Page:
Nicola Marchi
Posts: 79
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Roof steepness is what determines whether or not the snow will fall off the roof, I don't remember the ideal slope unfortunately but I can tell you that unless you install an active system to melt the snow, it will probably undergo sublimation and you won't see much of it at all.

Sublimation is when Ice evaporates directly and people generally see it happening over long cold stretches where new snow doesn't fall yet the depth of the snow slowly decreases.

If I remember correctly the way that earthships countered this problem was by installing solar water heaters and a Photovoltaic panel attached to a pump, so that they could circulate a liquid just under the roof skin and have the snow melt into their collection.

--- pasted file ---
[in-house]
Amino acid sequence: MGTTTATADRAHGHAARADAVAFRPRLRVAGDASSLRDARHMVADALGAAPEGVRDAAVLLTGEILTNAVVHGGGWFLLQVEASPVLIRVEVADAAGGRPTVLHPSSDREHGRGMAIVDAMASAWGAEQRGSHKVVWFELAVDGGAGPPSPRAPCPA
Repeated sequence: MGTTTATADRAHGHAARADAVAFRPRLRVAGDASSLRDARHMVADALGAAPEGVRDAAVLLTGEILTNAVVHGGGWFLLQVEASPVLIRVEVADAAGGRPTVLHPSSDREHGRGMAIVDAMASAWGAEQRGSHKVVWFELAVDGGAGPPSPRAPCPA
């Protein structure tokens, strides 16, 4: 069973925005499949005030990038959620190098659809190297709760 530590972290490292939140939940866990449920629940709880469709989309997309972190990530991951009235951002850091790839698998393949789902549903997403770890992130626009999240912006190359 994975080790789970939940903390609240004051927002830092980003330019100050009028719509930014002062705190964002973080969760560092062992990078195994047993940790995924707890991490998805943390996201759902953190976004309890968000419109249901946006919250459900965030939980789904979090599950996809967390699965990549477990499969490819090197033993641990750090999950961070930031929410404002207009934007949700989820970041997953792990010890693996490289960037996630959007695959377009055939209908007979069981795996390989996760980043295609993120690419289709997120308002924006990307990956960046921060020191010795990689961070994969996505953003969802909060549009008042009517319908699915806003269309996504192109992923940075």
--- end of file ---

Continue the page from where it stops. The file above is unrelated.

Considering the average american consumes about 45 thousand gallons of water a year, by themselves with no added animal or plant included, that would mean your cabin would need either 4.5 thousand square feet of catchment if you used a similar active system, or 9 thousand square feet of catchment if you had to go by rain alone.

Many people can and do survive on much less than that amount of water, and if you want to do your own calculations, just remember that 1 square foot of catchment provides .623 gallons per inch of rainfall.